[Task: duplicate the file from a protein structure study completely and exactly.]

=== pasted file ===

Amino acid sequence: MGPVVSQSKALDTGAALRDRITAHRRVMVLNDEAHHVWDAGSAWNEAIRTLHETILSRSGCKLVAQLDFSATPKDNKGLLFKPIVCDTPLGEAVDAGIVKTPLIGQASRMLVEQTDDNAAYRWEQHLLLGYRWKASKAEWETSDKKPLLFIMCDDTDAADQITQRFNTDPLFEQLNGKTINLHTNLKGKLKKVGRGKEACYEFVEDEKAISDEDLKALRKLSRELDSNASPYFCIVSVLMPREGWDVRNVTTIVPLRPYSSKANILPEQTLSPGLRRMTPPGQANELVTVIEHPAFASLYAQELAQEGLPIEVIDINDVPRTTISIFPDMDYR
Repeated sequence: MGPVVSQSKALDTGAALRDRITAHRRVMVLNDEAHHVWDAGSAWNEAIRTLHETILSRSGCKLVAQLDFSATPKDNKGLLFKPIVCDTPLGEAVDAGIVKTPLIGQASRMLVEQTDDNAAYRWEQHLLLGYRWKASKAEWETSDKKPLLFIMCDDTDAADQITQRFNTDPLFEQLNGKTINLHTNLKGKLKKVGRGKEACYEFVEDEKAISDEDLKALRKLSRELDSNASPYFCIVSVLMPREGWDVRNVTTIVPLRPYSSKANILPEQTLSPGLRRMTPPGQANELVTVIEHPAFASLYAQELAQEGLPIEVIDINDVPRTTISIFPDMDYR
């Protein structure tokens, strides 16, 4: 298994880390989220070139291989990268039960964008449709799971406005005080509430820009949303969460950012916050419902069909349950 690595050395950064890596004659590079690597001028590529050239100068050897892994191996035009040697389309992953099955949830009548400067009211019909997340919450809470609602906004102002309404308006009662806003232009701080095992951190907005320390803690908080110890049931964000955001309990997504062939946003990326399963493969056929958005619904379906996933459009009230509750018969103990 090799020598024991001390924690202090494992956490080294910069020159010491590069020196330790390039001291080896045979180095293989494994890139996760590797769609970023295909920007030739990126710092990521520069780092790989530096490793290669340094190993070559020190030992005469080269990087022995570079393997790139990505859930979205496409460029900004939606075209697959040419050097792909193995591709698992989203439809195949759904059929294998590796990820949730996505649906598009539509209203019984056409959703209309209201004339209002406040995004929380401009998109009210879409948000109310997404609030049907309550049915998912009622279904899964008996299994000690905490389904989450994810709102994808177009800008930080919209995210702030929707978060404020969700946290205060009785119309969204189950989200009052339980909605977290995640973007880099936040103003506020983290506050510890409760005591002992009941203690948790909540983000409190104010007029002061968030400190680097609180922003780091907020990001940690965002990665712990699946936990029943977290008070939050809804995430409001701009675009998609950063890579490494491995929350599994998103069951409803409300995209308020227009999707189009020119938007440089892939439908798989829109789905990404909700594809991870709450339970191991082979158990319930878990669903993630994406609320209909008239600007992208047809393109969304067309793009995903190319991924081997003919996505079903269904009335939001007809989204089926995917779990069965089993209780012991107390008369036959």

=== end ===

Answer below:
Amino acid sequence: MGPVVSQSKALDTGAALRDRITAHRRVMVLNDEAHHVWDAGSAWNEAIRTLHETILSRSGCKLVAQLDFSATPKDNKGLLFKPIVCDTPLGEAVDAGIVKTPLIGQASRMLVEQTDDNAAYRWEQHLLLGYRWKASKAEWETSDKKPLLFIMCDDTDAADQITQRFNTDPLFEQLNGKTINLHTNLKGKLKKVGRGKEACYEFVEDEKAISDEDLKALRKLSRELDSNASPYFCIVSVLMPREGWDVRNVTTIVPLRPYSSKANILPEQTLSPGLRRMTPPGQANELVTVIEHPAFASLYAQELAQEGLPIEVIDINDVPRTTISIFPDMDYR
Repeated sequence: MGPVVSQSKALDTGAALRDRITAHRRVMVLNDEAHHVWDAGSAWNEAIRTLHETILSRSGCKLVAQLDFSATPKDNKGLLFKPIVCDTPLGEAVDAGIVKTPLIGQASRMLVEQTDDNAAYRWEQHLLLGYRWKASKAEWETSDKKPLLFIMCDDTDAADQITQRFNTDPLFEQLNGKTINLHTNLKGKLKKVGRGKEACYEFVEDEKAISDEDLKALRKLSRELDSNASPYFCIVSVLMPREGWDVRNVTTIVPLRPYSSKANILPEQTLSPGLRRMTPPGQANELVTVIEHPAFASLYAQELAQEGLPIEVIDINDVPRTTISIFPDMDYR
């Protein structure tokens, strides 16, 4: 298994880390989220070139291989990268039960964008449709799971406005005080509430820009949303969460950012916050419902069909349950 690595050395950064890596004659590079690597001028590529050239100068050897892994191996035009040697389309992953099955949830009548400067009211019909997340919450809470609602906004102002309404308006009662806003232009701080095992951190907005320390803690908080110890049931964000955001309990997504062939946003990326399963493969056929958005619904379906996933459009009230509750018969103990 090799020598024991001390924690202090494992956490080294910069020159010491590069020196330790390039001291080896045979180095293989494994890139996760590797769609970023295909920007030739990126710092990521520069780092790989530096490793290669340094190993070559020190030992005469080269990087022995570079393997790139990505859930979205496409460029900004939606075209697959040419050097792909193995591709698992989203439809195949759904059929294998590796990820949730996505649906598009539509209203019984056409959703209309209201004339209002406040995004929380401009998109009210879409948000109310997404609030049907309550049915998912009622279904899964008996299994000690905490389904989450994810709102994808177009800008930080919209995210702030929707978060404020969700946290205060009785119309969204189950989200009052339980909605977290995640973007880099936040103003506020983290506050510890409760005591002992009941203690948790909540983000409190104010007029002061968030400190680097609180922003780091907020990001940690965002990665712990699946936990029943977290008070939050809804995430409001701009675009998609950063890579490494491995929350599994998103069951409803409300995209308020227009999707189009020119938007440089892939439908798989829109789905990404909700594809991870709450339970191991082979158990319930878990669903993630994406609320209909008239600007992208047809393109969304067309793009995903190319991924081997003919996505079903269904009335939001007809989204089926995917779990069965089993209780012991107390008369036959």